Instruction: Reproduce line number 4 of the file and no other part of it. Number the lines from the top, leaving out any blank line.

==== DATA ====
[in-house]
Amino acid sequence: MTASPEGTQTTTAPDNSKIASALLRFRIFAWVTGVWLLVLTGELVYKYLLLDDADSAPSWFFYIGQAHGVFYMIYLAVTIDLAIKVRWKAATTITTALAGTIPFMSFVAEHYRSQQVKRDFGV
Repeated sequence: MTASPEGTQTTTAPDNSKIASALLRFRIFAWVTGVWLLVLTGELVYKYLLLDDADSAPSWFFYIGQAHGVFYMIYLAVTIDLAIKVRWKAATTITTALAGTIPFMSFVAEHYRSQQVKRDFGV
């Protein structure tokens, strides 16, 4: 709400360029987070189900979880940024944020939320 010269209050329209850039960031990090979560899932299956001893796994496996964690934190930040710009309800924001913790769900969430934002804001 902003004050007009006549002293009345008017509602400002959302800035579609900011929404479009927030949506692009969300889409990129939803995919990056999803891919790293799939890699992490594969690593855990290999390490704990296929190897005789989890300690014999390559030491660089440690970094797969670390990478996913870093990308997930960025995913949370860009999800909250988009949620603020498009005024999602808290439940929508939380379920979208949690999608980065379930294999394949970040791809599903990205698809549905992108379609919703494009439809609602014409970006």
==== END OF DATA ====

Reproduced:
């Protein structure tokens, strides 16, 4: 709400360029987070189900979880940024944020939320 010269209050329209850039960031990090979560899932299956001893796994496996964690934190930040710009309800924001913790769900969430934002804001 902003004050007009006549002293009345008017509602400002959302800035579609900011929404479009927030949506692009969300889409990129939803995919990056999803891919790293799939890699992490594969690593855990290999390490704990296929190897005789989890300690014999390559030491660089440690970094797969670390990478996913870093990308997930960025995913949370860009999800909250988009949620603020498009005024999602808290439940929508939380379920979208949690999608980065379930294999394949970040791809599903990205698809549905992108379609919703494009439809609602014409970006």